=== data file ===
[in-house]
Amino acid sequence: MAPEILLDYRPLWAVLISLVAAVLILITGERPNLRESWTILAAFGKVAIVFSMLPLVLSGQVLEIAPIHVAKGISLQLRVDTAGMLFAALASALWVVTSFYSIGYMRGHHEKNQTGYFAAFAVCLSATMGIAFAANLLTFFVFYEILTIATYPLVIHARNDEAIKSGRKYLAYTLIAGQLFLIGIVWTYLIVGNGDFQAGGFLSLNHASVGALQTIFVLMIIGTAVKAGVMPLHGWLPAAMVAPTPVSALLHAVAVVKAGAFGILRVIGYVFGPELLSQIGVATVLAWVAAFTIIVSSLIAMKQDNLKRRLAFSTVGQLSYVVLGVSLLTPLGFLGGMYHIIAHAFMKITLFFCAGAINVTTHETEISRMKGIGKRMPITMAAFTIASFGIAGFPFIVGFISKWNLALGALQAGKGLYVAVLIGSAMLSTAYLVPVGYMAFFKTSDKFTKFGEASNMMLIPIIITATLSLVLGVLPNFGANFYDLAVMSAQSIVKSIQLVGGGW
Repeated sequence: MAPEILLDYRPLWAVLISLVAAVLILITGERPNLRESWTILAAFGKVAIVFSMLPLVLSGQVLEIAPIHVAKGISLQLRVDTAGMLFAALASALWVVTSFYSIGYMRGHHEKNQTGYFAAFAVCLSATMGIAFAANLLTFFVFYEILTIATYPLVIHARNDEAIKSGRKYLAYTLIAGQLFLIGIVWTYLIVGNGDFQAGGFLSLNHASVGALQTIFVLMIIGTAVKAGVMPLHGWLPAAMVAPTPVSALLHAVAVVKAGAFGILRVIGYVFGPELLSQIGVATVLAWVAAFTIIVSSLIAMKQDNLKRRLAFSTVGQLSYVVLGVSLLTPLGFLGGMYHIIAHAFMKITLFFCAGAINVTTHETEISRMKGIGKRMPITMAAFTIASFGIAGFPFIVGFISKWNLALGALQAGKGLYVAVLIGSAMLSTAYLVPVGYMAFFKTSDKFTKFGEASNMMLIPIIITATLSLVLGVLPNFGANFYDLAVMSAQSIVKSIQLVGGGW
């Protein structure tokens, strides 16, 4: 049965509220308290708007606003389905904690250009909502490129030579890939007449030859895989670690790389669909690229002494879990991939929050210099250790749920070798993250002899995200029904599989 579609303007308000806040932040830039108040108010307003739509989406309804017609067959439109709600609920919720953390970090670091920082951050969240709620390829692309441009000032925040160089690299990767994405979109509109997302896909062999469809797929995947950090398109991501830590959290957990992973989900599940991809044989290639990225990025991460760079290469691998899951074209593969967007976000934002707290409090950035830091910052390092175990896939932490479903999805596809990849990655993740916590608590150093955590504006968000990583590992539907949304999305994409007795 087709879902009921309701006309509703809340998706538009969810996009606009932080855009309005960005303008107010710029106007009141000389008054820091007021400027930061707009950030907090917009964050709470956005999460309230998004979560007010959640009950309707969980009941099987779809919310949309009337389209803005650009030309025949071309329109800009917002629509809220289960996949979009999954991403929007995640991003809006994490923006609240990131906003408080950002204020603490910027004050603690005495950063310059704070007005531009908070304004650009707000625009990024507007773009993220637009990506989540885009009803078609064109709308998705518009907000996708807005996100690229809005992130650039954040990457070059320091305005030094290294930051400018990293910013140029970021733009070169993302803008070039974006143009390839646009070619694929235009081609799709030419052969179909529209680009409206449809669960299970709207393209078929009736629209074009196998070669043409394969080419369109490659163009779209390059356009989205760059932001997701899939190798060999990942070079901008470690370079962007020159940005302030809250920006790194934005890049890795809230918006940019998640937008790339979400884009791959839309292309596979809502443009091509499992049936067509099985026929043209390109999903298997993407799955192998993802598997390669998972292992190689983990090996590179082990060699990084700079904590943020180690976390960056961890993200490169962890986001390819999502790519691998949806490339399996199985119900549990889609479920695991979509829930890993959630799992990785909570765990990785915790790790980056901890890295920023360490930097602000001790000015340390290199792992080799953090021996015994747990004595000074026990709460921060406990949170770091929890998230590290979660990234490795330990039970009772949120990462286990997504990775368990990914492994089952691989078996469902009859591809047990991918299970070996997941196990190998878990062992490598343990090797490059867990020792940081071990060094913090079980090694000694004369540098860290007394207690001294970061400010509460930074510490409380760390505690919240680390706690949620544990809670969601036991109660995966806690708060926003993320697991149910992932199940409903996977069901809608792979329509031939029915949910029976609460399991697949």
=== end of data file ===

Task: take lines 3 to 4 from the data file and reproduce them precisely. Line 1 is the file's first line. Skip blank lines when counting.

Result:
Repeated sequence: MAPEILLDYRPLWAVLISLVAAVLILITGERPNLRESWTILAAFGKVAIVFSMLPLVLSGQVLEIAPIHVAKGISLQLRVDTAGMLFAALASALWVVTSFYSIGYMRGHHEKNQTGYFAAFAVCLSATMGIAFAANLLTFFVFYEILTIATYPLVIHARNDEAIKSGRKYLAYTLIAGQLFLIGIVWTYLIVGNGDFQAGGFLSLNHASVGALQTIFVLMIIGTAVKAGVMPLHGWLPAAMVAPTPVSALLHAVAVVKAGAFGILRVIGYVFGPELLSQIGVATVLAWVAAFTIIVSSLIAMKQDNLKRRLAFSTVGQLSYVVLGVSLLTPLGFLGGMYHIIAHAFMKITLFFCAGAINVTTHETEISRMKGIGKRMPITMAAFTIASFGIAGFPFIVGFISKWNLALGALQAGKGLYVAVLIGSAMLSTAYLVPVGYMAFFKTSDKFTKFGEASNMMLIPIIITATLSLVLGVLPNFGANFYDLAVMSAQSIVKSIQLVGGGW
């Protein structure tokens, strides 16, 4: 049965509220308290708007606003389905904690250009909502490129030579890939007449030859895989670690790389669909690229002494879990991939929050210099250790749920070798993250002899995200029904599989 579609303007308000806040932040830039108040108010307003739509989406309804017609067959439109709600609920919720953390970090670091920082951050969240709620390829692309441009000032925040160089690299990767994405979109509109997302896909062999469809797929995947950090398109991501830590959290957990992973989900599940991809044989290639990225990025991460760079290469691998899951074209593969967007976000934002707290409090950035830091910052390092175990896939932490479903999805596809990849990655993740916590608590150093955590504006968000990583590992539907949304999305994409007795 087709879902009921309701006309509703809340998706538009969810996009606009932080855009309005960005303008107010710029106007009141000389008054820091007021400027930061707009950030907090917009964050709470956005999460309230998004979560007010959640009950309707969980009941099987779809919310949309009337389209803005650009030309025949071309329109800009917002629509809220289960996949979009999954991403929007995640991003809006994490923006609240990131906003408080950002204020603490910027004050603690005495950063310059704070007005531009908070304004650009707000625009990024507007773009993220637009990506989540885009009803078609064109709308998705518009907000996708807005996100690229809005992130650039954040990457070059320091305005030094290294930051400018990293910013140029970021733009070169993302803008070039974006143009390839646009070619694929235009081609799709030419052969179909529209680009409206449809669960299970709207393209078929009736629209074009196998070669043409394969080419369109490659163009779209390059356009989205760059932001997701899939190798060999990942070079901008470690370079962007020159940005302030809250920006790194934005890049890795809230918006940019998640937008790339979400884009791959839309292309596979809502443009091509499992049936067509099985026929043209390109999903298997993407799955192998993802598997390669998972292992190689983990090996590179082990060699990084700079904590943020180690976390960056961890993200490169962890986001390819999502790519691998949806490339399996199985119900549990889609479920695991979509829930890993959630799992990785909570765990990785915790790790980056901890890295920023360490930097602000001790000015340390290199792992080799953090021996015994747990004595000074026990709460921060406990949170770091929890998230590290979660990234490795330990039970009772949120990462286990997504990775368990990914492994089952691989078996469902009859591809047990991918299970070996997941196990190998878990062992490598343990090797490059867990020792940081071990060094913090079980090694000694004369540098860290007394207690001294970061400010509460930074510490409380760390505690919240680390706690949620544990809670969601036991109660995966806690708060926003993320697991149910992932199940409903996977069901809608792979329509031939029915949910029976609460399991697949």